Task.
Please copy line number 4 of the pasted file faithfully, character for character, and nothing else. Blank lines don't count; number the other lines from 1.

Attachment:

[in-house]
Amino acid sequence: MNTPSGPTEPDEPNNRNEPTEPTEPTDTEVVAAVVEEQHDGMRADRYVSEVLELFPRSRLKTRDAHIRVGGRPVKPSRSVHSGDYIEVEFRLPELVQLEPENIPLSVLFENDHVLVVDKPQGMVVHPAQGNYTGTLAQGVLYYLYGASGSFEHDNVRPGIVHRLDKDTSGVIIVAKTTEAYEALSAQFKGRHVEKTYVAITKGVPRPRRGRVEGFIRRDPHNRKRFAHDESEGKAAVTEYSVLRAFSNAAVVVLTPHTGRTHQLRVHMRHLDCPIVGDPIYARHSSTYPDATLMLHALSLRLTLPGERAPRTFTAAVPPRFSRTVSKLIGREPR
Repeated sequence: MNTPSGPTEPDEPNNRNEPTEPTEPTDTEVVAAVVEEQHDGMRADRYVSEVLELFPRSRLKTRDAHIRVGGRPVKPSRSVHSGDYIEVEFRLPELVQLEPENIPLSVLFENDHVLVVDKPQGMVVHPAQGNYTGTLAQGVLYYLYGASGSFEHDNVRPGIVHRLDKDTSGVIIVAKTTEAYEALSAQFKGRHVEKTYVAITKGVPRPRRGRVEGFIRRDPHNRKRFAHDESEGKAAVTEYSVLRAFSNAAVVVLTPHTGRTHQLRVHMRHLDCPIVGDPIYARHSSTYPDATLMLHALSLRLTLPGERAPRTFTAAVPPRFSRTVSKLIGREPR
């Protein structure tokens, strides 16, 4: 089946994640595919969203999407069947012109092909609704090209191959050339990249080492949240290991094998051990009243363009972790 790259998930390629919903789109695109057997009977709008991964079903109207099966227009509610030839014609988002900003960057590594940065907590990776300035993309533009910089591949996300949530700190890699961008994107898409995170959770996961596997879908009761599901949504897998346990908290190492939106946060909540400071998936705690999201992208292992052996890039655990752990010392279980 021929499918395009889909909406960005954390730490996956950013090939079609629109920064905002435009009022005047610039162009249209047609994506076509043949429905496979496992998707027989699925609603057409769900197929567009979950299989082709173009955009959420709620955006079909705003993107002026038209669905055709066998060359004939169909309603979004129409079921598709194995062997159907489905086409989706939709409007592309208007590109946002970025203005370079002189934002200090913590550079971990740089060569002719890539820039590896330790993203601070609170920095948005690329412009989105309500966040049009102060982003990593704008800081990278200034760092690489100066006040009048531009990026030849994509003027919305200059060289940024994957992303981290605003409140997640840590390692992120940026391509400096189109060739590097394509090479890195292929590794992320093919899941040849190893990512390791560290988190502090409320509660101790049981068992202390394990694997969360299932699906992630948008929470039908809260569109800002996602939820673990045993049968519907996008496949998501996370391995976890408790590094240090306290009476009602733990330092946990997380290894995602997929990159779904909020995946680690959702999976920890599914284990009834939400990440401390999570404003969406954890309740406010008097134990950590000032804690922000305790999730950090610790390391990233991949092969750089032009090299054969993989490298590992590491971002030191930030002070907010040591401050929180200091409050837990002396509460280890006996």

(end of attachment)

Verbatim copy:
């Protein structure tokens, strides 16, 4: 089946994640595919969203999407069947012109092909609704090209191959050339990249080492949240290991094998051990009243363009972790 790259998930390629919903789109695109057997009977709008991964079903109207099966227009509610030839014609988002900003960057590594940065907590990776300035993309533009910089591949996300949530700190890699961008994107898409995170959770996961596997879908009761599901949504897998346990908290190492939106946060909540400071998936705690999201992208292992052996890039655990752990010392279980 021929499918395009889909909406960005954390730490996956950013090939079609629109920064905002435009009022005047610039162009249209047609994506076509043949429905496979496992998707027989699925609603057409769900197929567009979950299989082709173009955009959420709620955006079909705003993107002026038209669905055709066998060359004939169909309603979004129409079921598709194995062997159907489905086409989706939709409007592309208007590109946002970025203005370079002189934002200090913590550079971990740089060569002719890539820039590896330790993203601070609170920095948005690329412009989105309500966040049009102060982003990593704008800081990278200034760092690489100066006040009048531009990026030849994509003027919305200059060289940024994957992303981290605003409140997640840590390692992120940026391509400096189109060739590097394509090479890195292929590794992320093919899941040849190893990512390791560290988190502090409320509660101790049981068992202390394990694997969360299932699906992630948008929470039908809260569109800002996602939820673990045993049968519907996008496949998501996370391995976890408790590094240090306290009476009602733990330092946990997380290894995602997929990159779904909020995946680690959702999976920890599914284990009834939400990440401390999570404003969406954890309740406010008097134990950590000032804690922000305790999730950090610790390391990233991949092969750089032009090299054969993989490298590992590491971002030191930030002070907010040591401050929180200091409050837990002396509460280890006996």